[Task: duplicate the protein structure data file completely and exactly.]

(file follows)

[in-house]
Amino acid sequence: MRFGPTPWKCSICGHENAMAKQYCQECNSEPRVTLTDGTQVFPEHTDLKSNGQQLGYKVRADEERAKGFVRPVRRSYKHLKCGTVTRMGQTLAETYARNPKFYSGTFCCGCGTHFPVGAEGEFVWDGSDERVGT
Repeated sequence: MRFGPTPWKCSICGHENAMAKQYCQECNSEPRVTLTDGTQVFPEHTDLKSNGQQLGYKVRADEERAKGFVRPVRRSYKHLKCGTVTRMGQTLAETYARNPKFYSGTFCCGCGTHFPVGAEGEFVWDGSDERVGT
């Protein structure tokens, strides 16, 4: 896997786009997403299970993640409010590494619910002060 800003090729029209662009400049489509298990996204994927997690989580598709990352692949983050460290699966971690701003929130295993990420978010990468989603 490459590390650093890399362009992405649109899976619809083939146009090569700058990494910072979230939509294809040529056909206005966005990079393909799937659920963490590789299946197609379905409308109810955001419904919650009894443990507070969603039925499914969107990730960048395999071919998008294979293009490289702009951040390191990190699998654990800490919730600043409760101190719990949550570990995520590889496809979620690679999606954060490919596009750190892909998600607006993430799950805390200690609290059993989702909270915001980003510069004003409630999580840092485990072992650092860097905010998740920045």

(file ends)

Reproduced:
[in-house]
Amino acid sequence: MRFGPTPWKCSICGHENAMAKQYCQECNSEPRVTLTDGTQVFPEHTDLKSNGQQLGYKVRADEERAKGFVRPVRRSYKHLKCGTVTRMGQTLAETYARNPKFYSGTFCCGCGTHFPVGAEGEFVWDGSDERVGT
Repeated sequence: MRFGPTPWKCSICGHENAMAKQYCQECNSEPRVTLTDGTQVFPEHTDLKSNGQQLGYKVRADEERAKGFVRPVRRSYKHLKCGTVTRMGQTLAETYARNPKFYSGTFCCGCGTHFPVGAEGEFVWDGSDERVGT
């Protein structure tokens, strides 16, 4: 896997786009997403299970993640409010590494619910002060 800003090729029209662009400049489509298990996204994927997690989580598709990352692949983050460290699966971690701003929130295993990420978010990468989603 490459590390650093890399362009992405649109899976619809083939146009090569700058990494910072979230939509294809040529056909206005966005990079393909799937659920963490590789299946197609379905409308109810955001419904919650009894443990507070969603039925499914969107990730960048395999071919998008294979293009490289702009951040390191990190699998654990800490919730600043409760101190719990949550570990995520590889496809979620690679999606954060490919596009750190892909998600607006993430799950805390200690609290059993989702909270915001980003510069004003409630999580840092485990072992650092860097905010998740920045």